Eggers’s story is in the thoughtful vein of recent features like $9.99, Perspepolis and Waltz with Bashir, and has little to do with the conventional animated fare being churned out by the major studios. It is a true-life account of an Arab-American man, Abdulrahman Zeitoun, and his harrowing experiences in New Orleans immediately following Hurricane Katrina. Demme says that he is currently “deep, deep, deep into researching” how he’s going to produce the animation for the film, and that he wants to stick with a hand-drawn style.
And now a personal note to Jonathan Demme: Mr. Demme, if you’re reading this, I beg you not to use cheap Flash/AfterEffects-style animation. Don’t Waltz with Bashir this film, and compromise the personal impact of the story with mechanical movement. Maintain the integrity and vitality of the graphic illustration that initially drew you to the project, and bring it to life with the nuance and lushness that only traditional hand-drawn animation can provide. Look at the works of Koji Yamamura, Frédéric Back, and Sylvain Chomet to understand the unique storytelling possibilities of the animation medium. Prove to the world that not every live-action director has a clumsy, heavy-footed, Bob Zemeckis-like approach to the art form.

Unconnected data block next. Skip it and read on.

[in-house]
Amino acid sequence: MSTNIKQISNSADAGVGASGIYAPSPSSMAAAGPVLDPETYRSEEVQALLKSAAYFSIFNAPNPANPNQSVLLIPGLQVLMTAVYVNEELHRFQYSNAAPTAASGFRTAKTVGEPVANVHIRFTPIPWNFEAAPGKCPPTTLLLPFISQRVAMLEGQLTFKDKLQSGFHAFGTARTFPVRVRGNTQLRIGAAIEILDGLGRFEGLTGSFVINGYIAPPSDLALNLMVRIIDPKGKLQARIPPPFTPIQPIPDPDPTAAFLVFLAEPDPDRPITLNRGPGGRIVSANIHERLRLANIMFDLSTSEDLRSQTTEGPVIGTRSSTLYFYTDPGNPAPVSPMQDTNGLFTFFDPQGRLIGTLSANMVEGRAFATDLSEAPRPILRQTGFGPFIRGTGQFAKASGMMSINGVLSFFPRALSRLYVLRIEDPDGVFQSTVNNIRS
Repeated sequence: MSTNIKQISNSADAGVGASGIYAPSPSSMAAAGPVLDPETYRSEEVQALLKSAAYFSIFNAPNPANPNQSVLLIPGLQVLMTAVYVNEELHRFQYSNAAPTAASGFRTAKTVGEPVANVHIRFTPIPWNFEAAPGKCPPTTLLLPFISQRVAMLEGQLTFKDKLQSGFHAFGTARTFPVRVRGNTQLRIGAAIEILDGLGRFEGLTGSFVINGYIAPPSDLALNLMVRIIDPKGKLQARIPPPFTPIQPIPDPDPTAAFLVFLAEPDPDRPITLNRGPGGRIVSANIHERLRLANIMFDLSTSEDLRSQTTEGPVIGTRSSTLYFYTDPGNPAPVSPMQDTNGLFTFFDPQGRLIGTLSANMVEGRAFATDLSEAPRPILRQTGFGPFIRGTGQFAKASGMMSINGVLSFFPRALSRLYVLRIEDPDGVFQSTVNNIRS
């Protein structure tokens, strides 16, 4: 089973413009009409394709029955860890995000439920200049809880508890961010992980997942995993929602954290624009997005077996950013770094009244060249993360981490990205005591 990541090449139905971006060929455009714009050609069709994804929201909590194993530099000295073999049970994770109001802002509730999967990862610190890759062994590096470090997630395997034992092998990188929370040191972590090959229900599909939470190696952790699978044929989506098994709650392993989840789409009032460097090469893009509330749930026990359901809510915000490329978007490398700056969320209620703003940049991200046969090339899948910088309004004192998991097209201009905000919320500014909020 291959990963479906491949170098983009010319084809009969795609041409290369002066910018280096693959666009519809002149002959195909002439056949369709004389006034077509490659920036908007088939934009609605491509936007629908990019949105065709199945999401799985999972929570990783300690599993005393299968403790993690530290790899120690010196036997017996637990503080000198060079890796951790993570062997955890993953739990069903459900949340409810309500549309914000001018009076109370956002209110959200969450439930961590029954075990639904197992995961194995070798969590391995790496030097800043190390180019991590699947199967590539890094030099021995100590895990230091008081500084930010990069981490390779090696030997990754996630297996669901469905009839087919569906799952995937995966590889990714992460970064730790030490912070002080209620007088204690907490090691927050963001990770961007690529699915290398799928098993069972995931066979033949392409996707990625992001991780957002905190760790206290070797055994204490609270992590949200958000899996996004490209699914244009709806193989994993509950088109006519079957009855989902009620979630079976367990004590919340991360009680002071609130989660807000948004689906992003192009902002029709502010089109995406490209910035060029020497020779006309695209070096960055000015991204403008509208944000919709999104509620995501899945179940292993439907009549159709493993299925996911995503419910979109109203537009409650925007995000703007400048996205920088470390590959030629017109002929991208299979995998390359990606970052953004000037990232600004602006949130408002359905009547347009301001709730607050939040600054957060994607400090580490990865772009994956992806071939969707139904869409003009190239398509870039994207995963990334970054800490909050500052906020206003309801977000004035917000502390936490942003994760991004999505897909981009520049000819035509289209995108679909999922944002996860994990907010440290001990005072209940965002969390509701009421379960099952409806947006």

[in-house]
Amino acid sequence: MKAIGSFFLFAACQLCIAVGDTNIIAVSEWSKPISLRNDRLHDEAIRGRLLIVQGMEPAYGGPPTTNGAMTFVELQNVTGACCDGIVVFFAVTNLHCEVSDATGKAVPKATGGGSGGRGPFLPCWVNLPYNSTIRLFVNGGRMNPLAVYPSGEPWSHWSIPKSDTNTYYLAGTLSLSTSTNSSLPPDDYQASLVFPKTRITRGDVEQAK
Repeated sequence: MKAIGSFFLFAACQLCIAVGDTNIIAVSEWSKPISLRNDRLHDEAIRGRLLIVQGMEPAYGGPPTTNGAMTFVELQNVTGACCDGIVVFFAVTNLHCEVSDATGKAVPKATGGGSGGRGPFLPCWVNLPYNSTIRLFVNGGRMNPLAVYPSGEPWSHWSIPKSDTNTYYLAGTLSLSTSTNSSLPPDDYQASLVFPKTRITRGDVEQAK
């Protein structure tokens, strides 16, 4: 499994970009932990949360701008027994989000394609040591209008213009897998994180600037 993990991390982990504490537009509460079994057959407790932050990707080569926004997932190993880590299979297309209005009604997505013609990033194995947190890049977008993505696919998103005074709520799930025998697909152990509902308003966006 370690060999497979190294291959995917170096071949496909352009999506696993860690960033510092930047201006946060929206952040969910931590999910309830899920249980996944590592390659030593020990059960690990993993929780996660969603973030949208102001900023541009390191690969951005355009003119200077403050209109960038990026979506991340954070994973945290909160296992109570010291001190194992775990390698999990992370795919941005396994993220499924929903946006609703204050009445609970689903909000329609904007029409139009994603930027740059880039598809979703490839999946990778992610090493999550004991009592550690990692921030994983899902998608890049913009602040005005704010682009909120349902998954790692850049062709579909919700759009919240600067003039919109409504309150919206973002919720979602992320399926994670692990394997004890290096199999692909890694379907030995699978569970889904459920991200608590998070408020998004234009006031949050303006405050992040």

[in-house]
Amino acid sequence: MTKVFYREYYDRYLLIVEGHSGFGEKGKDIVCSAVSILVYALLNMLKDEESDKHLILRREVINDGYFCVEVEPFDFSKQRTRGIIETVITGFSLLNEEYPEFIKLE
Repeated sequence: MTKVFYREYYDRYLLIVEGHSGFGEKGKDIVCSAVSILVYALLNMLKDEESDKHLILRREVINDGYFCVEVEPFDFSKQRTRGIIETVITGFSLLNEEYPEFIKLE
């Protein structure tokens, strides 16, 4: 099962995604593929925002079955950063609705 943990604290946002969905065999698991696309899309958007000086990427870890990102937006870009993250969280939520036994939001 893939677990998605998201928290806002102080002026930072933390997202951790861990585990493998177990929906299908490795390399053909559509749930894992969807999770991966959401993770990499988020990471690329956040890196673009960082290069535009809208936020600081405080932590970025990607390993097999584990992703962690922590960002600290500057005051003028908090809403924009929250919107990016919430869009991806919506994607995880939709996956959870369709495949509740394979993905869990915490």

(Thanks, TStevens, for the story link)